Crackdown on Painkiller Abuse Fuels New Wave of Heroin Addiction
Jun 18, 2012
While new regulations and law enforcement efforts have significantly reduced the supply of prescription drugs, they have inadvertently driven many users to another type of opiate that is cheap, powerful and perhaps even more destructive—heroin. Across the country, experts are seeing abuse of heroin at striking levels. “It’s an epidemic,” said Dr. Joe Gay, director of the regional addiction and mental health clinic Health Recovery Services, who has studied patterns of drug use in Ohio. A flood of cheap heroin from Mexico, which is now one of the leading sources of the drug to the United States, is another reason for the return of the scourge.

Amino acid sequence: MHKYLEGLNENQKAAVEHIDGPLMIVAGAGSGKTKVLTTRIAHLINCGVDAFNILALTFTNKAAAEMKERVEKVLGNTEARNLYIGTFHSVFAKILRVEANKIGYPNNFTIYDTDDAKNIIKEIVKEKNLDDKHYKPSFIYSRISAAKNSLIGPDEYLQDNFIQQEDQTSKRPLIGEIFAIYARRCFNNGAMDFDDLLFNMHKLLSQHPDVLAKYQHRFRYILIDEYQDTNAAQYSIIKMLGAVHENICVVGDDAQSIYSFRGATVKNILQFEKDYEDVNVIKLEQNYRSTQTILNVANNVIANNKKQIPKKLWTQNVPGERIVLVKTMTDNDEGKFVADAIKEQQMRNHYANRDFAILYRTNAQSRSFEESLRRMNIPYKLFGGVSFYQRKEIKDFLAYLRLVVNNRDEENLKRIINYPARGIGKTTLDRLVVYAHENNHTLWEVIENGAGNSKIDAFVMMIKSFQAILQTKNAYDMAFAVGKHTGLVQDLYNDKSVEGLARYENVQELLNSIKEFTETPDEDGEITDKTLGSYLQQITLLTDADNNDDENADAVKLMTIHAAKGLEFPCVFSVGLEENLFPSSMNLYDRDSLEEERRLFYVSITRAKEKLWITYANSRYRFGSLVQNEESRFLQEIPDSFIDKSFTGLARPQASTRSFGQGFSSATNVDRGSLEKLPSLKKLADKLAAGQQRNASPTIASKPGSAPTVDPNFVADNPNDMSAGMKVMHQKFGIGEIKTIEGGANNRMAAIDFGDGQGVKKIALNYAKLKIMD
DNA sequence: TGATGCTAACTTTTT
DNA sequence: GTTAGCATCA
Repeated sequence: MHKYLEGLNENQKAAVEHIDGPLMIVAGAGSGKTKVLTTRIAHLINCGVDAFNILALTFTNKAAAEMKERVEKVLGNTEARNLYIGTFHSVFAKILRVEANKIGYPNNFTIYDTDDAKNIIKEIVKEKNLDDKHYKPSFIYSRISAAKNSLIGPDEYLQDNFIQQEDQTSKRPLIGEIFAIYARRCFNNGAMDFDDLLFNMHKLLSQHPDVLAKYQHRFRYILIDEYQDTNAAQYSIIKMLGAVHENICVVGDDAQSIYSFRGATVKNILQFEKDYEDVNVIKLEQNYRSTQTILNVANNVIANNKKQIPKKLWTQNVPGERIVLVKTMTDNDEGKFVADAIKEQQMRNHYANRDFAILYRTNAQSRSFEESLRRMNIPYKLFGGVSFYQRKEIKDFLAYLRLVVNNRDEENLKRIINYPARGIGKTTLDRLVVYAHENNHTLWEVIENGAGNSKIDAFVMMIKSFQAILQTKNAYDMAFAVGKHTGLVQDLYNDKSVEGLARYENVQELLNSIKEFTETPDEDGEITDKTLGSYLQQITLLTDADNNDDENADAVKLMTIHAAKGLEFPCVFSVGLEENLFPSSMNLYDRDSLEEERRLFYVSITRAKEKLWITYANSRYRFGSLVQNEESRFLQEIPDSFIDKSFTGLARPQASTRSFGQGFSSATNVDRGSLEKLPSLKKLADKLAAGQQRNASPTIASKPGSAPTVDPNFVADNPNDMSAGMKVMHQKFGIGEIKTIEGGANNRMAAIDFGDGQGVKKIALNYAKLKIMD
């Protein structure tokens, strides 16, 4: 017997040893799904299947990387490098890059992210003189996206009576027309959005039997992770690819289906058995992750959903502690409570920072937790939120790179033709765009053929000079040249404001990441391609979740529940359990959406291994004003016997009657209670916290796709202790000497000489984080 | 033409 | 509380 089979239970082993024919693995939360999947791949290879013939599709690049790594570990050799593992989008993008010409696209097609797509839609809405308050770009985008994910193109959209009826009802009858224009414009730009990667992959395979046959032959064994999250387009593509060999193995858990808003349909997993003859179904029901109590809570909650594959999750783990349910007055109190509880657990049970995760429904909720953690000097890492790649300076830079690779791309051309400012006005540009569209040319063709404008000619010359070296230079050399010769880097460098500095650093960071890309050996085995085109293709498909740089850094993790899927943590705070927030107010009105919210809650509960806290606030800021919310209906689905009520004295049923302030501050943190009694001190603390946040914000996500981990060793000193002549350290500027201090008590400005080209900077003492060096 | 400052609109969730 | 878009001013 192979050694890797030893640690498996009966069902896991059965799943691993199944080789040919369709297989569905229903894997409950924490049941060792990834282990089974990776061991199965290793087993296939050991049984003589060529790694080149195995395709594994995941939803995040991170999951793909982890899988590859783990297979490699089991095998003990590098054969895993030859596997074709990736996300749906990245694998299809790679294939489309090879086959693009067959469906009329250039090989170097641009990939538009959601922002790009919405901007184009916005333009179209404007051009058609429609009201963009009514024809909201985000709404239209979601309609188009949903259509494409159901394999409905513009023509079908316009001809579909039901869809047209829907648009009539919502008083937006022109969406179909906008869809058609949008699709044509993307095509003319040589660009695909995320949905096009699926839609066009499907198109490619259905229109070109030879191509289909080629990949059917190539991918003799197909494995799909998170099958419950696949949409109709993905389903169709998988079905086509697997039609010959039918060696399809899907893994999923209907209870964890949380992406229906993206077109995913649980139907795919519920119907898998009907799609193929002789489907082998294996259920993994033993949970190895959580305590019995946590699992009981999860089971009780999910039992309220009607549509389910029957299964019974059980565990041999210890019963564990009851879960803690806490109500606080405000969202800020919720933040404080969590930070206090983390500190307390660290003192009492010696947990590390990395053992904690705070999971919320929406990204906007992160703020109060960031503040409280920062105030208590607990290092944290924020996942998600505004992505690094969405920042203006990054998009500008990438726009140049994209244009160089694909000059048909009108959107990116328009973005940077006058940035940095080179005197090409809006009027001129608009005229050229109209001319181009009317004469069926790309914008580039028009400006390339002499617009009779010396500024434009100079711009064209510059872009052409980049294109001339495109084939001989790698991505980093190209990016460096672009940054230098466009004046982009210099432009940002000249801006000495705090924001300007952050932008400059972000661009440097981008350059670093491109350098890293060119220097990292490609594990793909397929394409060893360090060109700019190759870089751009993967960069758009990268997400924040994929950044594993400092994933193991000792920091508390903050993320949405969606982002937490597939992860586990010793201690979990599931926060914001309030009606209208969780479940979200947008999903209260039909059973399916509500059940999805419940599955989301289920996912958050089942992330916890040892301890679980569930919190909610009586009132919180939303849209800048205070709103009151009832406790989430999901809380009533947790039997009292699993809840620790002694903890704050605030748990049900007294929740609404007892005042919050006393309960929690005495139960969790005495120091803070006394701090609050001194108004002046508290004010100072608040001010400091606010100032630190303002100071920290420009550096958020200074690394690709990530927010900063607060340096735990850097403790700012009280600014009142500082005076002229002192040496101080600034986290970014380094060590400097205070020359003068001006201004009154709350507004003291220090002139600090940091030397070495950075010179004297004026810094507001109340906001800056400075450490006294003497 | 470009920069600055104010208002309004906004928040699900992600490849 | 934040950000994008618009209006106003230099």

According to the Justice Department, the drug is showing up in new areas, including upscale suburban towns where heroin was once rare. Suburban father Randy Mayer explains his attitude before his daughter got addicted, “There was never a thought that ever entered my mind that I would ever lose a child through addiction.” He continues, “Watching this thing grab her and not let go, I mean, it was a horrible time.” Teens emphasize the difficulty of avoiding heroin when its use is so prevalent. “It’s just hard being young and staying clean,” says Holly Yates of Lancaster, Pennsylvania. “I mean this town, it’s just, like, that’s all that’s here.”
Learn More: Heroin, Prescription for Disaster
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